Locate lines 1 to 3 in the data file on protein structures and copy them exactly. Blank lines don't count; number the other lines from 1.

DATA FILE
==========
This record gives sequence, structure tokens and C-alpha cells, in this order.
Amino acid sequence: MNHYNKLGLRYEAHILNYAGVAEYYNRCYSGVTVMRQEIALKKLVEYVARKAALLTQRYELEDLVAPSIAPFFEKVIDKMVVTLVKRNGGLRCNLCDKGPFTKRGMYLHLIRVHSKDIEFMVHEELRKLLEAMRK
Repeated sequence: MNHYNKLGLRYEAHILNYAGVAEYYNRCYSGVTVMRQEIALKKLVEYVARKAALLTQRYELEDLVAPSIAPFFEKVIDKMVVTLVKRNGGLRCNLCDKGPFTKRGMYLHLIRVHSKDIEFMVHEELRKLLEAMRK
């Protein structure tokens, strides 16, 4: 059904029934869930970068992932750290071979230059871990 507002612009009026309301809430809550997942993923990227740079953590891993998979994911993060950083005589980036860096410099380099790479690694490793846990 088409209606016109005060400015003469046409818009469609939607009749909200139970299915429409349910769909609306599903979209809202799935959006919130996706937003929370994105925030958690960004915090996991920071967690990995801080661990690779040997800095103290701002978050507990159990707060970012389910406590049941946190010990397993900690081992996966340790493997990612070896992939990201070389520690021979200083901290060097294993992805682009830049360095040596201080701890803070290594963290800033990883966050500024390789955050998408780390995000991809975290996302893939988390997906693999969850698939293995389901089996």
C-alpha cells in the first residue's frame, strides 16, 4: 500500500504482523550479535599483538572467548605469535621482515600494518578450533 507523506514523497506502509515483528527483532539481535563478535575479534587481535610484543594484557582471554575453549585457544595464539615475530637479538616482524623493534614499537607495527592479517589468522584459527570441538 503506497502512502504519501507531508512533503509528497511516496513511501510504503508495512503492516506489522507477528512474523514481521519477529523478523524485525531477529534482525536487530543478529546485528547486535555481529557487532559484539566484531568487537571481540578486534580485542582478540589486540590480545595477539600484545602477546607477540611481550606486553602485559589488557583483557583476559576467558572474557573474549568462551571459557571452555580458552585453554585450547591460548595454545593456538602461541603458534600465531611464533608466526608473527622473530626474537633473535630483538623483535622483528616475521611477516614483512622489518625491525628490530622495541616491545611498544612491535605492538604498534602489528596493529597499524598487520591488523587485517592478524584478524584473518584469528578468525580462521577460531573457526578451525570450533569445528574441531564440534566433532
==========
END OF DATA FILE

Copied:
This record gives sequence, structure tokens and C-alpha cells, in this order.
Amino acid sequence: MNHYNKLGLRYEAHILNYAGVAEYYNRCYSGVTVMRQEIALKKLVEYVARKAALLTQRYELEDLVAPSIAPFFEKVIDKMVVTLVKRNGGLRCNLCDKGPFTKRGMYLHLIRVHSKDIEFMVHEELRKLLEAMRK
Repeated sequence: MNHYNKLGLRYEAHILNYAGVAEYYNRCYSGVTVMRQEIALKKLVEYVARKAALLTQRYELEDLVAPSIAPFFEKVIDKMVVTLVKRNGGLRCNLCDKGPFTKRGMYLHLIRVHSKDIEFMVHEELRKLLEAMRK